|3.||When the minute is up, ask students to choose their four favorite noun/verb combinations. Explain that they will use the four word combinations to write original poems containing personification.
|4.||Distribute the Brainstorming Graphic Organizer and review the directions. Ask students for three or four sample word pairs and use them to model how they should fill out the sheet. You can ask for contributions from the class to do this; write student responses on a sheet of chart paper.
For the pair moon/boils, your sample might look like this:
|5.||Once students have completed the graphic organizers, have them return to the responses you have written on the chart paper. Ask students to help you write a sentence using the phrases. Explain that they don't have to use every idea, just the ones that they like the best. Encourage them to link the images from each sentence thematically. For example, if you had the following word combinations: moon/boils, eyes/swing, mind/dances, and smile/shouts, students might write a poem about being asleep and dreaming:
The full moon boils at midnight in a starless sky.
|6.||Students should then write their own poems using the graphic organizers. Circulate as students write their poems. As you notice interesting images in student work, share them with the class in order to keep emphasizing the importance of creating imagery that is new and unique.
|1.||Congratulate students on the work they did on their personification poems. Explain that they will work with a partner to review and edit each other's poems prior to turning their rough drafts into final copies.
|2.||Introduce the Peer Editing Checklist. Explain that each partner will trade his or her poem with the other and then, review it and make suggestions using the questions on the checklist.
|3.||Go over the questions on the checklist with the students as a group. Clarify any questions students have. Emphasize the constructive nature of the process and that students are offering helpful advice.
|4.||Divide students into pairs. Instruct them to trade poems. Give each student a checklist to use as a guide as they review their partner's poem. Have them write comments and suggestions in the spaces provided on the checklist. As students complete their reviews, they should return the checklist and poem to the writer. Circulate while students are working, answering questions and observing.
|5.||Give students time to read the checklists and rewrite their poems.
|6.||Bring students back together to share their favorite personification images from their partners' poems. Ask them to explain why they especially liked the particular images. If students are willing, ask them to read their poems to the class.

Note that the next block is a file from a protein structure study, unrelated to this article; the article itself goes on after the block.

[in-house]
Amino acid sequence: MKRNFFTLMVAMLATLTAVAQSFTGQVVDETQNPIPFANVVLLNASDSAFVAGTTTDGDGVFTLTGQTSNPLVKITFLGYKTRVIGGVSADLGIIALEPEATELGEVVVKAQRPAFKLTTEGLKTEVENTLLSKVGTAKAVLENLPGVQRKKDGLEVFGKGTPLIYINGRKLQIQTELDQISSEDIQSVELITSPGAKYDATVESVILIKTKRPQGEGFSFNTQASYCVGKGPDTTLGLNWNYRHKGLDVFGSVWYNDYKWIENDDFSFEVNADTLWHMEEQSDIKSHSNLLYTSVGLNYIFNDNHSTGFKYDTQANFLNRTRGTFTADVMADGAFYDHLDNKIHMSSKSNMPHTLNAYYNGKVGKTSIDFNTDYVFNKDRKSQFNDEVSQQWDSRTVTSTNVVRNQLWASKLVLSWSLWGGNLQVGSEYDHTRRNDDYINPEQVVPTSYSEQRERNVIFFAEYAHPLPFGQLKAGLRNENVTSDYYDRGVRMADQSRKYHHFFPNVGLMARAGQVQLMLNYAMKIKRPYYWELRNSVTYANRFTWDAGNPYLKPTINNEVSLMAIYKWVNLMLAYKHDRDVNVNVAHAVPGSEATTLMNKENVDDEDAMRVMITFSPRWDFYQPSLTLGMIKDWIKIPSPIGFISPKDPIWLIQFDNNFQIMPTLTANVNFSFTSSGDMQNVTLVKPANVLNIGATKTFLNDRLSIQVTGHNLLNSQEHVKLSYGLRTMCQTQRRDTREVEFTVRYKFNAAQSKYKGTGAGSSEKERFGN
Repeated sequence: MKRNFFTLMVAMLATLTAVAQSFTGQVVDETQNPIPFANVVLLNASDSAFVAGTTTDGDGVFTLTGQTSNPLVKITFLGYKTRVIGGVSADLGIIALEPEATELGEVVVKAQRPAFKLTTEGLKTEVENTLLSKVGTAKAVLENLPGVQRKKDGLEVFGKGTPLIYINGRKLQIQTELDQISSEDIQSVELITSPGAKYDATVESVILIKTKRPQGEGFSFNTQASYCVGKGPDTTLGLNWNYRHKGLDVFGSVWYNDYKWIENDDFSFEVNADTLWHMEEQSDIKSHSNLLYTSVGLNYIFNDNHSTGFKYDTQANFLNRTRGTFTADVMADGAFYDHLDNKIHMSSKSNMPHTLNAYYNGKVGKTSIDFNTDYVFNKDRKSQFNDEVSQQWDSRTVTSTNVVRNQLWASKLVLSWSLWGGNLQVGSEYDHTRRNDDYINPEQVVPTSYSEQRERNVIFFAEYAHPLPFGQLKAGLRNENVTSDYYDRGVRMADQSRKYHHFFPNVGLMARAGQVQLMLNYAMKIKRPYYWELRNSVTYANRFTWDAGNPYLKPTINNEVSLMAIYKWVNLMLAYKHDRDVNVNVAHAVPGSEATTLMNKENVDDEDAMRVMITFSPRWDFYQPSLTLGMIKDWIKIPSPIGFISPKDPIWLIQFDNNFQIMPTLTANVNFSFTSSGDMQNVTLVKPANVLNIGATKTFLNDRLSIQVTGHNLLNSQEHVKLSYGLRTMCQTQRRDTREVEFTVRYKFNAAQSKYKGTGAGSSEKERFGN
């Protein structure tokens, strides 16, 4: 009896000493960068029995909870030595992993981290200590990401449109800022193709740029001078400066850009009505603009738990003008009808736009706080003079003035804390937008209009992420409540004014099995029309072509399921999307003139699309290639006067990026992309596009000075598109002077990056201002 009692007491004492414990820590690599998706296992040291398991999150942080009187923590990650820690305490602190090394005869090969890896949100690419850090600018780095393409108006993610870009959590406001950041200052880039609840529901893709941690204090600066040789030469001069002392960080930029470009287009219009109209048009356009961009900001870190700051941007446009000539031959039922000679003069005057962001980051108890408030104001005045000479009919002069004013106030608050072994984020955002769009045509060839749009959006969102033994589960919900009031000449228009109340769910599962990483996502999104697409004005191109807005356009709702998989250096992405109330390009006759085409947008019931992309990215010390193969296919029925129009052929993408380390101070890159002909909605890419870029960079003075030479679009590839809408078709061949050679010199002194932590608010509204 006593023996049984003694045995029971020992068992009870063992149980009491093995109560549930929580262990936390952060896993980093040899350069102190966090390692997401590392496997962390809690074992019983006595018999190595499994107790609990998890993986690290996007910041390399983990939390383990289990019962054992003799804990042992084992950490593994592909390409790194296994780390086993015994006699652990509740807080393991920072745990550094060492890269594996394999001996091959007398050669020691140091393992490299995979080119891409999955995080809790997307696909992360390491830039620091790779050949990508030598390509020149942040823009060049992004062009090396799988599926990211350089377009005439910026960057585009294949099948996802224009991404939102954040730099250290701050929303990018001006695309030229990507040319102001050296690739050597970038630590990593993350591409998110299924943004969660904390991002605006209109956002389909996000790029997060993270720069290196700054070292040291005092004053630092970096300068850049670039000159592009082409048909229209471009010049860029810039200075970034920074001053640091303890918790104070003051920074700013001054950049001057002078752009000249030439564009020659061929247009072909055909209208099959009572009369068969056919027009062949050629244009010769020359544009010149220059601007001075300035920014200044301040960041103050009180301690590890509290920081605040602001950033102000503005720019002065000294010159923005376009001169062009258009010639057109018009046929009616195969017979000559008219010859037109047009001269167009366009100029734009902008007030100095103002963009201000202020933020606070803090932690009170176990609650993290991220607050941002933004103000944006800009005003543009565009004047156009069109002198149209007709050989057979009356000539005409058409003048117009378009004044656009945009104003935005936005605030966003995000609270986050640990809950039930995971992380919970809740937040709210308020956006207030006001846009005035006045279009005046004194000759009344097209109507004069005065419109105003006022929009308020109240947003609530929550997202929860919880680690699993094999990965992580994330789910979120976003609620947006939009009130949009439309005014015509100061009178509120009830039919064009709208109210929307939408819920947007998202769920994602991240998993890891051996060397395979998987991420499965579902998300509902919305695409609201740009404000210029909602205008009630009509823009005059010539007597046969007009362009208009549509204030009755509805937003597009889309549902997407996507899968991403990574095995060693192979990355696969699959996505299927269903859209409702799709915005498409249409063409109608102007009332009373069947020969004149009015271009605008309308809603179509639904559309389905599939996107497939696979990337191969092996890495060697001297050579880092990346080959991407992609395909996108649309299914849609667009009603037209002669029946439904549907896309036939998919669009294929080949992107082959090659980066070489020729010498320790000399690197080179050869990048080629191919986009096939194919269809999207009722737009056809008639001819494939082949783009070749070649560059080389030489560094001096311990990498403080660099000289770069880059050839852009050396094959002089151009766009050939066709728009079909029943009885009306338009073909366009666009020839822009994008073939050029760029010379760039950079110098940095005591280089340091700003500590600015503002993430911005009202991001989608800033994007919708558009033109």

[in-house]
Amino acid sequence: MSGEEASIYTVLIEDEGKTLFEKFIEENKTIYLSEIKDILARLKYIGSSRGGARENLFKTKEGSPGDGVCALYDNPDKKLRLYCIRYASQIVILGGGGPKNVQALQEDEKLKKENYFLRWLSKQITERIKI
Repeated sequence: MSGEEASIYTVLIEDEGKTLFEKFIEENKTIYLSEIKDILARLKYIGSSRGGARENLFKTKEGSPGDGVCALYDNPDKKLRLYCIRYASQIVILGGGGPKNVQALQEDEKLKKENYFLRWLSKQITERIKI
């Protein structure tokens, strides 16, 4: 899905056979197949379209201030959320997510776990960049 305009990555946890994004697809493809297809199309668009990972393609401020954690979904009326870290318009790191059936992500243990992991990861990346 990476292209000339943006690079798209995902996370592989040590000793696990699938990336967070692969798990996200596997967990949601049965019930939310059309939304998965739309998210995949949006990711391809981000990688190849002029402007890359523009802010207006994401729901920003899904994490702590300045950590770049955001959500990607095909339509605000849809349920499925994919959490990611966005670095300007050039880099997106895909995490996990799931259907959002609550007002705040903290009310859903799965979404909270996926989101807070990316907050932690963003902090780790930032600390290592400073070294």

Grades 9 – 12 | Calendar Activity |  December 10
Students discuss Dickinson's poem "This Is My Letter To The World" and use it to focus on how audience affects voice.
Grades 3 – 12 | Calendar Activity |  August 30
Students discuss similarities in Burton's illustrations and writing style in her many books, in addition to her use of personification.
Grades 5 – 12 | Calendar Activity |  November 28
As a class, students brainstorm abstract concepts and personify that concept through a drawing or story told about the character who personifies that concept.
Grades 7 – 12 | Calendar Activity |  February 1
Students examine the poem "Dreams" and identify metaphors in each sentence. Groups of students then compose poems with metaphors for dreams.
Grades 3 – 12 | Calendar Activity |  February 14
Students find examples of figurative language and write an original example of each device, illustrate, and share them with the class.
Grades 8 – 12 | Professional Library | Book
Carmaletta M. Williams provides high school teachers with background on Hughes and the Harlem Renaissance as well as help in teaching Hughes's poetry, short stories, novels, and autobiography.
Grades 3 – 8 | Professional Library | Journal
The author of this article advocates using "great" poetry with children, and providing the link between the reading and writing of poetry.
July 31, 2012
December 08, 2011
I LOVE this lesson. This is one definitely going in the files for future use
April 22, 2010
I absolutely loved this lesson. I teach on the middle school level so I decided to use Langston Hughes' poetry and it was a very big success!!!
Kaylee Olney, RWT Staff
February 17, 2010
Thanks for alerting us to the typo, Shavahn! We have corrected the checklist.
Shavahn M Hoyle
February 02, 2010
Peer Editing Checklist has the wrong form of there used. It is written as "their" when it should be "there".
January 31, 2010
I used this idea for my lesson, and it was a huge success! The only modification I made was that I had the students create a haiku poem because it is very short and structured. Some students created more than one. I'll definitely reuse this.